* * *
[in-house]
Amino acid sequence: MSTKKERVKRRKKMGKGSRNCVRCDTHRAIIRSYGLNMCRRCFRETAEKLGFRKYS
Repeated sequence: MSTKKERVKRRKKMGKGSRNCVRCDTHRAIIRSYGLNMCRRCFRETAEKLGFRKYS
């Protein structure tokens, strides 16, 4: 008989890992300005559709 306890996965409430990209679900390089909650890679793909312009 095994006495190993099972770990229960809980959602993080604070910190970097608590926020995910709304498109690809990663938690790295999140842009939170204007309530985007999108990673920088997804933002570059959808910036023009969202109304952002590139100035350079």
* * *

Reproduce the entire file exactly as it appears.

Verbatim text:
[in-house]
Amino acid sequence: MSTKKERVKRRKKMGKGSRNCVRCDTHRAIIRSYGLNMCRRCFRETAEKLGFRKYS
Repeated sequence: MSTKKERVKRRKKMGKGSRNCVRCDTHRAIIRSYGLNMCRRCFRETAEKLGFRKYS
């Protein structure tokens, strides 16, 4: 008989890992300005559709 306890996965409430990209679900390089909650890679793909312009 095994006495190993099972770990229960809980959602993080604070910190970097608590926020995910709304498109690809990663938690790295999140842009939170204007309530985007999108990673920088997804933002570059959808910036023009969202109304952002590139100035350079």